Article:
16S rRNA next generation sequencing analysis shows bacteria in Alzheimer’s post-mortem brain

David Emery, Deborah Shoemark, Thomas Batstone, Christy Waterfall, Jane Coghill, Tanya Cerajewska, Maria Davies, Nicola West, Shelley Allen-Birt

Research output: Contribution to journalArticle (Academic Journal)peer-review

221 Citations (Scopus)
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The neurological deterioration associated with Alzheimer’s disease (AD), involving accumulation of amyloid-beta peptides and neurofibrillary tangles, is associated with evident neuroinflammation. This is now seen to be a significant contributor to pathology. Recently the tenet of the privileged status of the brain, regarding microbial compromise, has been questioned, particularly in terms of neurodegenerative diseases. It is now being considered that microbiological incursion into the central nervous system could be either an initiator or significant contributor to these. This is a novel study using 16S ribosomal gene-specific Next generation sequencing (NGS) of extracted brain tissue. A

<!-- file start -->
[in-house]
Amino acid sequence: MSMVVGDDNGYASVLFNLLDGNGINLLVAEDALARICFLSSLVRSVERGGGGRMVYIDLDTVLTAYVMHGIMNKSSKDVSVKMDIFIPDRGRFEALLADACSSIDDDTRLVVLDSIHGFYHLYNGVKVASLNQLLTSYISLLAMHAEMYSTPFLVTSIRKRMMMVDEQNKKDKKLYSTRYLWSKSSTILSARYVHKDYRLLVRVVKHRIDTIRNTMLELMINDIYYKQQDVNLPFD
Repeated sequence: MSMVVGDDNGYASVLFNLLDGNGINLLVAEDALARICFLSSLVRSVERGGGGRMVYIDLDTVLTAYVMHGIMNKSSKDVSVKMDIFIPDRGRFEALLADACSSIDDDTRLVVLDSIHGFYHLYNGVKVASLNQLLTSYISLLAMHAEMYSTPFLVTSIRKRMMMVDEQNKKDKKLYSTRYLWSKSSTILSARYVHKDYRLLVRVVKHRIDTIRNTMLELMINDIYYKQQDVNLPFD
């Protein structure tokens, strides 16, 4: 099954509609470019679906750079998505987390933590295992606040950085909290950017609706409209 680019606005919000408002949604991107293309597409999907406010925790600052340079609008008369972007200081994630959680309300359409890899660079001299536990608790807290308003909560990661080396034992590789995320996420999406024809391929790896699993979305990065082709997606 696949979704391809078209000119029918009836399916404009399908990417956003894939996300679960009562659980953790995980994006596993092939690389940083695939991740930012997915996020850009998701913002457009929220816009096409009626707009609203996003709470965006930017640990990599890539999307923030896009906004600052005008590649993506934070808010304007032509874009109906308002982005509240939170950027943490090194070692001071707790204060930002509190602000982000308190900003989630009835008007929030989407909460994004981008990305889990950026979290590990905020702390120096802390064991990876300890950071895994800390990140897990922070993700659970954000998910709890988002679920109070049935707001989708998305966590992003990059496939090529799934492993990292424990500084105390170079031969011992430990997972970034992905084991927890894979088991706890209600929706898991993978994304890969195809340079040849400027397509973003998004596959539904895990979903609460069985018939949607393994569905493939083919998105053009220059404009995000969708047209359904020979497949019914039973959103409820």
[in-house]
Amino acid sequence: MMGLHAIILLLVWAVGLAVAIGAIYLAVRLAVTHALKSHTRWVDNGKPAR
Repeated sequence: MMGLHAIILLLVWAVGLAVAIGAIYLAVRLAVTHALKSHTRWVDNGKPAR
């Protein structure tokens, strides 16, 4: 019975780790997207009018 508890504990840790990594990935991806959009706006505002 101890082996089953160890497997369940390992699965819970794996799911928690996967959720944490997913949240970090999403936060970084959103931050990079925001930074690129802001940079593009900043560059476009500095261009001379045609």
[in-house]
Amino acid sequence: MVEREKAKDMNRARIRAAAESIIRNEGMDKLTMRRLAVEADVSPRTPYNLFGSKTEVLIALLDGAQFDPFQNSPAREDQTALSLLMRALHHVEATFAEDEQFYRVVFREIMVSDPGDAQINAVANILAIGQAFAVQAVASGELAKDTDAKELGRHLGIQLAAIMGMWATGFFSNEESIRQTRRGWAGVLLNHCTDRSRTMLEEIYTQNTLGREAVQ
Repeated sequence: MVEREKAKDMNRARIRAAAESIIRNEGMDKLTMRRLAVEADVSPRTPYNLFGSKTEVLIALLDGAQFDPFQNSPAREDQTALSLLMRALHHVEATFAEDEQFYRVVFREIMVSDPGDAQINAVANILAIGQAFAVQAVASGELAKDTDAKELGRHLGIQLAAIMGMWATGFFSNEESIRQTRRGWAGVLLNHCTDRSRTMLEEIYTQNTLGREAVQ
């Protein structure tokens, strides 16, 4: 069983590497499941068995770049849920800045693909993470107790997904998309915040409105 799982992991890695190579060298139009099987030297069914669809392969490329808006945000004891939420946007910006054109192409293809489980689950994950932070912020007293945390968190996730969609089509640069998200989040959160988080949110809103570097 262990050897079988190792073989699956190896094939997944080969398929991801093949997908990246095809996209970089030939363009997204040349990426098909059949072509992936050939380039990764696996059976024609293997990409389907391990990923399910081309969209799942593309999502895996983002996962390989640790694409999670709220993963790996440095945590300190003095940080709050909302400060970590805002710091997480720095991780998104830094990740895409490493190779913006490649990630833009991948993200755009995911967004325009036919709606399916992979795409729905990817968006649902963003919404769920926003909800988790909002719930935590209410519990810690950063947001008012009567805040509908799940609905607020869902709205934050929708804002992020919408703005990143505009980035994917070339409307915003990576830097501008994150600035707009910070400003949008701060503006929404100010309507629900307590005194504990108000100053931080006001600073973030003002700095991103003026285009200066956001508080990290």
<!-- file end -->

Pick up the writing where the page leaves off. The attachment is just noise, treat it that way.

comparison was made of the bacterial species content of both frozen and formaldehyde fixed sections of a small cohort of Alzheimer-affected cases with those of cognitively unimpaired (normal). Our findings suggest an increase in bacterial populations in Alzheimer brain tissue compared with normal.
Original languageEnglish
Article number195
Number of pages13
JournalFrontiers in Aging Neuroscience
Publication statusPublished - 20 Jun 2017

Structured keywords

  • Dementia Research Group


  • Alzheimer's disease (AD)
  • Next generation sequencing (NGS)
  • Bacteria
  • 16S rRNA
  • microbiome


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